Observe the usage of language.

Communications are the foundation for humans to live together in harmony. Most of us would benefit from improving our communications skills. This should come as no surprise: Millions of teachers, parents, and supervisors emphasize this every day. Yet it seems like our communications skills are not improving. School-age children and young adults, aspiring workers, and even mature professionals seem disinterested in their communications skills. Plenty of good stuff is available to teach people who are motivated to learn. Therein lies the problem: lack of motivation. My contention is that people who really enjoy the English language are much more motivated to improve.

How do we motivate more people to enjoy English? With carrots and sticks. The carrots are the attractive elements, styles, and usage patterns that this book will dangle in front of you to improve your effectiveness and enjoyment in listening, reading, speaking, and writing. Our language can be surprisingly entertaining, and the amusement possible (and probable) with English is a big, juicy carrot. The sticks are the repulsive, ugly complexities and misusage patterns that some readers need to be beaten over the head with until they realize just how ineffective and annoying some communications styles can be.The first few chapters of Eureka! Discover and enjoy the hidden power of the English language focus on these carrots and sticks.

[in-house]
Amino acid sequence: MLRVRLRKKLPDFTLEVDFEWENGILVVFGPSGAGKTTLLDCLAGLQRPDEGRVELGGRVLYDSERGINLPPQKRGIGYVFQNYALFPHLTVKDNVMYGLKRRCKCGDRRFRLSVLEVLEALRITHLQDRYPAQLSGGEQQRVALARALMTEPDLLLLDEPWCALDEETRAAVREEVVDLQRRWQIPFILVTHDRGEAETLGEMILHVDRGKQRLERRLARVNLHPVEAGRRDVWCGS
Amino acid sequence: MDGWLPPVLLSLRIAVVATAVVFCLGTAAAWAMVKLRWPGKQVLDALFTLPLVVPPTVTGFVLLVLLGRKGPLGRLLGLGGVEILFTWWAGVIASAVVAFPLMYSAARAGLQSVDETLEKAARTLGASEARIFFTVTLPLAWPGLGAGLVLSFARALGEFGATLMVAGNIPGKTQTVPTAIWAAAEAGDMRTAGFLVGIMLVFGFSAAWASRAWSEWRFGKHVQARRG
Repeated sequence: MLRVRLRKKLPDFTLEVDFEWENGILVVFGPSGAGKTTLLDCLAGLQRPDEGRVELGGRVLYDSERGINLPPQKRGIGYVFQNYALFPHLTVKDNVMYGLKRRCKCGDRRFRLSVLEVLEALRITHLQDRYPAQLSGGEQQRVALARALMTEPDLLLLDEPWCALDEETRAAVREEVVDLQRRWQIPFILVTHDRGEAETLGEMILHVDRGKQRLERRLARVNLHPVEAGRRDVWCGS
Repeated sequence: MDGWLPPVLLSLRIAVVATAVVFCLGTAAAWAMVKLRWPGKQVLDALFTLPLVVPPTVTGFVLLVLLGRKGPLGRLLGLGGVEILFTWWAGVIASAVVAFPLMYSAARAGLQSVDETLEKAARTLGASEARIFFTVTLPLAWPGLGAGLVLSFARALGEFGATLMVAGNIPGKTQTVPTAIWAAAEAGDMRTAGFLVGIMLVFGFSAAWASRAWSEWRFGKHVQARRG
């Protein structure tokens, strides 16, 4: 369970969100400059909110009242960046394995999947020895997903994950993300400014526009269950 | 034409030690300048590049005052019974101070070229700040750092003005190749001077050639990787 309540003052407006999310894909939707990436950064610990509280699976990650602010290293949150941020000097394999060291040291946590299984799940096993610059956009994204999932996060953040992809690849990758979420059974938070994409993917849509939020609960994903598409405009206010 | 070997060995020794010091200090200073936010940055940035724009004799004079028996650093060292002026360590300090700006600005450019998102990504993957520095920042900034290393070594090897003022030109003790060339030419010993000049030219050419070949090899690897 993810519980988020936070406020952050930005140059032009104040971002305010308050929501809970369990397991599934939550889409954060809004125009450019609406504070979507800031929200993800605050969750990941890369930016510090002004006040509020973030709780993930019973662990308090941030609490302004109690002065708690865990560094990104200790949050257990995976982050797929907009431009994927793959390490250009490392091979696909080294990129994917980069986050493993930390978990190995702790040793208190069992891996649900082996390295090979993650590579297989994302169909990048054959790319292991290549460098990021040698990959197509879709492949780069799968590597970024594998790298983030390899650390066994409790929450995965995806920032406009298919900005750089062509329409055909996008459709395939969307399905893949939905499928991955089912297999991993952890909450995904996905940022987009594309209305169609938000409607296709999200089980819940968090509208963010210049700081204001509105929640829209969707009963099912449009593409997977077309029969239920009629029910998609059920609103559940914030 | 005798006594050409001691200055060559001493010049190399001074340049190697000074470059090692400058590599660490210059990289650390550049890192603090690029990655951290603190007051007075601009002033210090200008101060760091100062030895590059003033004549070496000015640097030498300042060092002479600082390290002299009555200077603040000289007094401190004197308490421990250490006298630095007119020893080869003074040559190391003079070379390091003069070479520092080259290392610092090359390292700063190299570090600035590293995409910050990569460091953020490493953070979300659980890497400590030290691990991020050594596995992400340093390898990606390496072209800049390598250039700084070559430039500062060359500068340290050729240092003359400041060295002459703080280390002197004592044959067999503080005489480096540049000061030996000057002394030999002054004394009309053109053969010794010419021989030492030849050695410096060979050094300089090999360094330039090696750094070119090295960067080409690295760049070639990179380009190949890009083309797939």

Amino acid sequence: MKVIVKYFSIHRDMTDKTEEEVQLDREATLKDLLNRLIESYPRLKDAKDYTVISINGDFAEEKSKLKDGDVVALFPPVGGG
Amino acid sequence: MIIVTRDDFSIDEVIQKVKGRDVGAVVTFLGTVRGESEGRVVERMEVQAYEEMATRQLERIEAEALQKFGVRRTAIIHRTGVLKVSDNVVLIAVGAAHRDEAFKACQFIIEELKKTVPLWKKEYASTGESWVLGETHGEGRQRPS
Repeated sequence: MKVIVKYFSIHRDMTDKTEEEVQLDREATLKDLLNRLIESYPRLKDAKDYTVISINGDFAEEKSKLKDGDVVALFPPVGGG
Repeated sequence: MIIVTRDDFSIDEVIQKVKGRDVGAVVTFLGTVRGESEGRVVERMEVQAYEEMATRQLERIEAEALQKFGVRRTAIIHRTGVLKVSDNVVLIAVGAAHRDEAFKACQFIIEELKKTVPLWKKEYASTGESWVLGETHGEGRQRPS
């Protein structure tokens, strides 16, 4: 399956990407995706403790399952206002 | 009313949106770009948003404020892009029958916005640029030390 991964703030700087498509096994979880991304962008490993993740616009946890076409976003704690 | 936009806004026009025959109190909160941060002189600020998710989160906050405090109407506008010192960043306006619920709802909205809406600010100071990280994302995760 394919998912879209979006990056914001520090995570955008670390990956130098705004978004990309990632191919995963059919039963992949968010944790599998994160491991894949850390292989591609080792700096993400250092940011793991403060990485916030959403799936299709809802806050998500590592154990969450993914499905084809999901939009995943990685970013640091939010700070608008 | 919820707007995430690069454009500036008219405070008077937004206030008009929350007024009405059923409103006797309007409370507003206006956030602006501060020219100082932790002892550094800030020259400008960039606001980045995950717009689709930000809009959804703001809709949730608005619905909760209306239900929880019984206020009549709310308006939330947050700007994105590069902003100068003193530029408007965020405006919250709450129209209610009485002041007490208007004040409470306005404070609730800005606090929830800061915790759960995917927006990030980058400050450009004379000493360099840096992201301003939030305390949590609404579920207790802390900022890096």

Observing the diverse ways in which other people use our language is a critical prerequisite for observing and judging our own communications effectiveness. This can be both eye-opening and painful. Observe the breadth and depth of English usage. Notice successful usage, misusage, and amusing usage. Reflect on why a communication was effective or ineffective. The time you spend can result in significant personal returns.

 

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